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Bruce Lee Movies: The Making of Enter the Dragon

Is this book your autobiography?

That’s right, but it’s not like I began it by writing about the day I was born. It’s about the 40 films I did, plus a little of my background.

How long did it take you to write it?

About 10 years ago is when I started thinking about it and writing things down. For the last two years, I really hunkered down.

Do you spend much time talking about the other martial arts movies you’ve done, or is it mostly Enter the Dragon?

There’s a little bit about Jackie Chan, who I really like. There’s more about Bruce Lee, of course. It’s divided up into a section on Bruce Lee mythology, one on how Enter the Dragon came to be, and one on the TV series Kung Fu — things nobody knows about.

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Bruce Lee Movie Enter the Dragon — A Vintage Interview

What’s your connection to Kung Fu?

I had just become an executive at Warner Bros. in their New York office. I was pitched by two young men — Ed Spielman and Howard Friedlander — a project called Kung Fu. I commissioned them $3,500 to write the script for Warner Bros. They wrote the script, and later I moved to Burbank, California. I presented the script to the studio, but Warner Bros. wouldn’t make it into a movie. I walked over to the television division and gave it to a man who later became one of my partners. He liked the idea and gave the order to get started.

At that time, I had a friend named Sy Weintraub. While I was in LA, he was taking private lessons from Bruce — along with Steve McQueen and James Coburn. One day, Sy said, “You ought to meet this Bruce Lee,” and he introduced us.

I found him to be charming, bright and very intellectual. We became good friends. When they were casting Kung Fu, I said, “I have the perfect guy” — or at least I thought he was — and I took Bruce to see Tom Kuhn. Bruce used the nunchaku and just amazed Tom.

Tom called me over and said, “Who is this guy?” I said, “He’s going to be a great action star.” He said, “Let me see what the network thinks.”

Of course, the network turned him down. They felt the time wasn’t right for an international star. Bruce did not get the part.

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What was Bruce Lee’s reaction?

Bruce went to Hong Kong. Meanwhile, I [explained a concept for a new movie] to Ted Ashley at Warner Bros. — he was taking lessons in that group and really liked Bruce — and he flipped. So I had a script written and brought it over to the foreign guys at Warner Bros., and they said they could give us a little bit of money — it wasn’t a lot, but it helped.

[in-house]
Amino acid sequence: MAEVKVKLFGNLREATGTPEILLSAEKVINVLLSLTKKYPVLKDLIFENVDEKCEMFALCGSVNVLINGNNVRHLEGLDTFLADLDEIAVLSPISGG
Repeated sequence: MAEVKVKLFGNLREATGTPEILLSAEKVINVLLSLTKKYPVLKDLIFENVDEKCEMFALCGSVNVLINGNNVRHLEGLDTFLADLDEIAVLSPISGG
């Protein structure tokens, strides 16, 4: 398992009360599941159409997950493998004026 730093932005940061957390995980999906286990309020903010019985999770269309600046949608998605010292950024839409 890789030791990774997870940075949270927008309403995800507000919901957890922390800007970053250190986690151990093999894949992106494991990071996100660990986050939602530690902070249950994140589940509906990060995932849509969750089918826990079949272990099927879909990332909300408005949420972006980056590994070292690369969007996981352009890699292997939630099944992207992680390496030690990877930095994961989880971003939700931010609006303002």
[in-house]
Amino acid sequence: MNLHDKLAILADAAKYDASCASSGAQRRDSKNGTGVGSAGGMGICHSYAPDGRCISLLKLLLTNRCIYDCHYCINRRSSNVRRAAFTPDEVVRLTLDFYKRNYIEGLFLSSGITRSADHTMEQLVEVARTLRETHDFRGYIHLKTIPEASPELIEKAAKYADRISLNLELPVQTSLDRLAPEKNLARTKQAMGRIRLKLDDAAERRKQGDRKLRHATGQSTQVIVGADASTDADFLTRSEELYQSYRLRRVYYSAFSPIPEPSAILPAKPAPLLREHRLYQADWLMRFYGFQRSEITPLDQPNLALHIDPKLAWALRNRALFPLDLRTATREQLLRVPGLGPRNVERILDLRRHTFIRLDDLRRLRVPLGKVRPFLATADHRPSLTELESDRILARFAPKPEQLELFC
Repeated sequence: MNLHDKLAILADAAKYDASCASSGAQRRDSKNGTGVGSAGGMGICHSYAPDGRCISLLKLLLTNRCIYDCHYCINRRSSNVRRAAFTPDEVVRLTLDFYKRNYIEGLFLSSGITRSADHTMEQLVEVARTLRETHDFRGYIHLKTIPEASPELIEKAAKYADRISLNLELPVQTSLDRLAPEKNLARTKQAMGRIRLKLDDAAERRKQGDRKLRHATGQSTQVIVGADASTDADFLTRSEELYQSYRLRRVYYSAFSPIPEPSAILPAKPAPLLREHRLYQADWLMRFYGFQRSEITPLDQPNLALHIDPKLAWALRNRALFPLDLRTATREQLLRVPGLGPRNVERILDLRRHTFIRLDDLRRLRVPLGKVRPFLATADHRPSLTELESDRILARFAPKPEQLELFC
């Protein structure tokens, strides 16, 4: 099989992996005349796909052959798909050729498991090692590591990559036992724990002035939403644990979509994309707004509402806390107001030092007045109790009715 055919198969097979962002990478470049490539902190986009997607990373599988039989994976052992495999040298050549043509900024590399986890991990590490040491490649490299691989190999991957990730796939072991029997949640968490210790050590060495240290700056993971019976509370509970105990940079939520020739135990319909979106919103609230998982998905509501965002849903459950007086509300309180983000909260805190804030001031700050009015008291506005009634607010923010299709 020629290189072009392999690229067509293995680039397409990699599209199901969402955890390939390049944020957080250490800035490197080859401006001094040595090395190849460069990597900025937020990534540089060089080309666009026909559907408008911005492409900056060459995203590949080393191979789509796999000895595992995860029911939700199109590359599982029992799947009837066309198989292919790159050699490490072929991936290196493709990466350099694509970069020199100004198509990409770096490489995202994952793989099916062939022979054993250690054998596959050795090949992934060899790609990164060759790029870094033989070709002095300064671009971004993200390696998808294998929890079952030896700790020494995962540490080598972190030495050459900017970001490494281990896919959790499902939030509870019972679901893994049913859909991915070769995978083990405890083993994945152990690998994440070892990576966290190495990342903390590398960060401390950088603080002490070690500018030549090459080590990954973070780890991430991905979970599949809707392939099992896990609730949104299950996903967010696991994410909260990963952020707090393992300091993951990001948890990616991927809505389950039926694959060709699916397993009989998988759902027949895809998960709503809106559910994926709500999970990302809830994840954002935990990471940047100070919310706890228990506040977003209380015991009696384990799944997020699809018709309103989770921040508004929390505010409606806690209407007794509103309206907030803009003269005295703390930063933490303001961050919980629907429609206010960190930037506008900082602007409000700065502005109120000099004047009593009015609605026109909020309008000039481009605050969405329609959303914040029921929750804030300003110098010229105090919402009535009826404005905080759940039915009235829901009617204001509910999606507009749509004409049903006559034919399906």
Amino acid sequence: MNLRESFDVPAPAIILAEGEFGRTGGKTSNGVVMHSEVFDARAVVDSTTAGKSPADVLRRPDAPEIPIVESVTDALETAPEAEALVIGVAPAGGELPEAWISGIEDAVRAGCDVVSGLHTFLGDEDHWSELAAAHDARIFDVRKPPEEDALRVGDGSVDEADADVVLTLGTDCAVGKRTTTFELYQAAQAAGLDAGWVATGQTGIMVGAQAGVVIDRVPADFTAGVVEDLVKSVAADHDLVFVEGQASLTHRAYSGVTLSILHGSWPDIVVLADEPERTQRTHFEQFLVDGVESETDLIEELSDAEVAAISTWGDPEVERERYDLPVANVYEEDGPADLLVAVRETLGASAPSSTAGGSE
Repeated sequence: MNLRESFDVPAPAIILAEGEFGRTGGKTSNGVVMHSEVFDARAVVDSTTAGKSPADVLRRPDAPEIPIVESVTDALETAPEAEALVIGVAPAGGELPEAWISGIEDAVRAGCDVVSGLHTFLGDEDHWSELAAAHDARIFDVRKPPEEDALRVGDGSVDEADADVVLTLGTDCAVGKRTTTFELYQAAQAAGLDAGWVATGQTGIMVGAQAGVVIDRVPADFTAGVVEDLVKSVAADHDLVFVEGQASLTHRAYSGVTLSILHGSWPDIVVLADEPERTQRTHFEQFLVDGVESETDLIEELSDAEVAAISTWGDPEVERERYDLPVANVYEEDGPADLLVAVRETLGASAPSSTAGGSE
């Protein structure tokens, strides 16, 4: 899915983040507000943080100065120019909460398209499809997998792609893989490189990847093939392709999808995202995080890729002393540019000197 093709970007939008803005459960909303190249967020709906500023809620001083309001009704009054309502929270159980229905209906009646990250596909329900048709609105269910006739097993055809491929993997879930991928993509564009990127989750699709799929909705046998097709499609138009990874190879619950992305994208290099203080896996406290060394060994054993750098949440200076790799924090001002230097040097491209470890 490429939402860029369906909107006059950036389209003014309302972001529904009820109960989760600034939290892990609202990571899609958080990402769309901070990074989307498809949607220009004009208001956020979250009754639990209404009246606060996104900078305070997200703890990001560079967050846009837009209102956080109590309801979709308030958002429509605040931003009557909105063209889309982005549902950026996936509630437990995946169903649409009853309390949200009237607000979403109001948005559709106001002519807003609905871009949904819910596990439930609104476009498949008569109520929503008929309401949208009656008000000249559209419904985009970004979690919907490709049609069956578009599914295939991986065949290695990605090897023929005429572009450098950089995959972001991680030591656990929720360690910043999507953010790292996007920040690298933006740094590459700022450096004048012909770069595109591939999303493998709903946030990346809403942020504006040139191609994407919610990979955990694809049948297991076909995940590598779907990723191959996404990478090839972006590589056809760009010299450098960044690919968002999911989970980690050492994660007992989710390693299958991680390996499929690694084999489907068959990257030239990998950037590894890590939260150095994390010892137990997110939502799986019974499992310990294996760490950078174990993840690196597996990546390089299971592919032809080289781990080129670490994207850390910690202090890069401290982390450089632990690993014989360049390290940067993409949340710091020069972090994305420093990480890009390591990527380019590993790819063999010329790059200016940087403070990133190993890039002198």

With the script in hand, I went to Hong Kong to have Bruce read it and talk to Raymond Chow about getting some money. Raymond was wonderful, cordial, terrific — he showed me around Hong Kong for the few weeks I was there, and we negotiated constantly about distribution rights. Toward the end, Raymond was upset. He thought of Bruce as his kid and wanted to keep him in Hong Kong. I can’t blame the guy, but Bruce wanted a bigger market. He …

Bruce Lee Movies: Enter the Dragon, Seen Through the Eyes of a Martial Arts Movies Expert

Editor’s Note: Enter the Dragon is the third film in our Bruce Lee Movies List. The following review originally appeared in The Ultimate Guide to Martial Arts Movies of the 1970s.

Bruce Lee’s Enter the Dragon officially unites Hong Kong and Hollywood under the parasol of kung fu. In this $500,000-budgeted gasp of fresh air in Tinseltown, Bruce Lee plays secret agent Lee. He’s sent by the British to break up a suspected drug ring organized by the inscrutable Han (Shiek Khan), who uses martial arts tournaments to recruit bodyguards and lackeys. The idea of the tournament is actually based on the ancient Chinese sport lei tai, which first appeared during the Song dynasty (960 to 1279). The tournament winner would either become the emperor’s bodyguard or a martial arts instructor for the imperial army.

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You could make an argument that the film was politically correct 20 years before it was politically correct to do so. However, having a black, a white and an Oriental (or by today’s PC terms, an African-American, a Caucasian and an Asian) hero working together was a way for Warner Bros. to appease the demographics and a tacit admission that an Asian lead still wasn’t plausible. Find out what Enter the Dragon co-star Jim Kelly (the African-American Dr. Craig D. Reid is referring to) had to say about his experience working with Bruce Lee in a new FREE download!

When the film came out, Westerners had no idea about the pedigree of the Hong Kong cast. Shiek Khan had done more than 400 films, and most of them were martial arts movies that featured him as the villain. And with 18 films under her hapkido black belt, Angela Mao Ying was attaining cult status as a kung fu heroine, so the fights she did in Enter the Dragon were a walk in the park for her and her Vietnamese karate champion co-star, Bolo Yeung, a veteran of 28 kung fu films. By 1973, Sammo Hung had fought in 42 kung fu films and had been the head martial arts instructor for 17 of them.